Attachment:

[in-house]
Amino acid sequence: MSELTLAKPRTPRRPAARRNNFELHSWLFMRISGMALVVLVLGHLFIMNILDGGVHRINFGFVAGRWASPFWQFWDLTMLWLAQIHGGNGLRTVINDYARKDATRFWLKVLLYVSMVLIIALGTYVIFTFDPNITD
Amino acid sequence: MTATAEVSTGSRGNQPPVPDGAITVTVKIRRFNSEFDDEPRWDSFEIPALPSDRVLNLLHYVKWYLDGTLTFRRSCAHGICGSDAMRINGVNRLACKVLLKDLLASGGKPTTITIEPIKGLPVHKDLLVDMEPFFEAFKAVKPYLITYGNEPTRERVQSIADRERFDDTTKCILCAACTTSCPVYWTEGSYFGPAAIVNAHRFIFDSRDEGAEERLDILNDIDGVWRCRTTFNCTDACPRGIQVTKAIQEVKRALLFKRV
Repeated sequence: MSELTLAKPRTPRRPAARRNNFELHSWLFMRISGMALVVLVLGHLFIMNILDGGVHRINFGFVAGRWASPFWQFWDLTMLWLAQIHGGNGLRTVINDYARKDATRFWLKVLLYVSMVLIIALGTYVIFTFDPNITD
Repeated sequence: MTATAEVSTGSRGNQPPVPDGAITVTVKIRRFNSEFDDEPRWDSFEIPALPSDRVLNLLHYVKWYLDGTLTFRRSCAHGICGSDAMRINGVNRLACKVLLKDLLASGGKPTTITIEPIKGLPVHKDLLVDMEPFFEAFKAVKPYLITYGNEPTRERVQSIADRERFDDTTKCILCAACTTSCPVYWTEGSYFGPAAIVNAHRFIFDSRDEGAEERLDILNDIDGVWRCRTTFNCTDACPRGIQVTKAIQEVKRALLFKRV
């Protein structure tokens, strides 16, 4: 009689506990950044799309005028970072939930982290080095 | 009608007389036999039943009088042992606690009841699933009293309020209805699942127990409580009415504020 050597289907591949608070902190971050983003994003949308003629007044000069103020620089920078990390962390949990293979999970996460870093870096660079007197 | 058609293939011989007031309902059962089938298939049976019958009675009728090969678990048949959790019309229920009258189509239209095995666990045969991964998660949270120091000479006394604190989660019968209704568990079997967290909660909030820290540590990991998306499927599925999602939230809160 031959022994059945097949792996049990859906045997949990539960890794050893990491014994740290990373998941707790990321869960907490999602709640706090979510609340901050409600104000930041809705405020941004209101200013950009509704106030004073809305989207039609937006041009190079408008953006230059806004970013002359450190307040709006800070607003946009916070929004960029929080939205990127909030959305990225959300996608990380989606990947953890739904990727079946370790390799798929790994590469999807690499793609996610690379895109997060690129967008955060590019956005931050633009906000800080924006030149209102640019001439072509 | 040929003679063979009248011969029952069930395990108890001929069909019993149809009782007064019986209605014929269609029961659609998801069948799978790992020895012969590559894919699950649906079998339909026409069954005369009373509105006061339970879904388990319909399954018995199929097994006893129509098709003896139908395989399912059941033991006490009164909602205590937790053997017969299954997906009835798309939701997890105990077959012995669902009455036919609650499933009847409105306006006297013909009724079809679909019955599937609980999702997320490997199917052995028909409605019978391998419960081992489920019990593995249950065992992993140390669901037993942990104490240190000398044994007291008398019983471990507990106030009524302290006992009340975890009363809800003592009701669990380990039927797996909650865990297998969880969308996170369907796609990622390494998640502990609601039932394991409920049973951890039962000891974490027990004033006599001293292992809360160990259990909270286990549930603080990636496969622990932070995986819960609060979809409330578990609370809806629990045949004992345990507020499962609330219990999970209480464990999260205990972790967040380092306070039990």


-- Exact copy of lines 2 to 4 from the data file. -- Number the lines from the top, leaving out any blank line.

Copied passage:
Amino acid sequence: MSELTLAKPRTPRRPAARRNNFELHSWLFMRISGMALVVLVLGHLFIMNILDGGVHRINFGFVAGRWASPFWQFWDLTMLWLAQIHGGNGLRTVINDYARKDATRFWLKVLLYVSMVLIIALGTYVIFTFDPNITD
Amino acid sequence: MTATAEVSTGSRGNQPPVPDGAITVTVKIRRFNSEFDDEPRWDSFEIPALPSDRVLNLLHYVKWYLDGTLTFRRSCAHGICGSDAMRINGVNRLACKVLLKDLLASGGKPTTITIEPIKGLPVHKDLLVDMEPFFEAFKAVKPYLITYGNEPTRERVQSIADRERFDDTTKCILCAACTTSCPVYWTEGSYFGPAAIVNAHRFIFDSRDEGAEERLDILNDIDGVWRCRTTFNCTDACPRGIQVTKAIQEVKRALLFKRV
Repeated sequence: MSELTLAKPRTPRRPAARRNNFELHSWLFMRISGMALVVLVLGHLFIMNILDGGVHRINFGFVAGRWASPFWQFWDLTMLWLAQIHGGNGLRTVINDYARKDATRFWLKVLLYVSMVLIIALGTYVIFTFDPNITD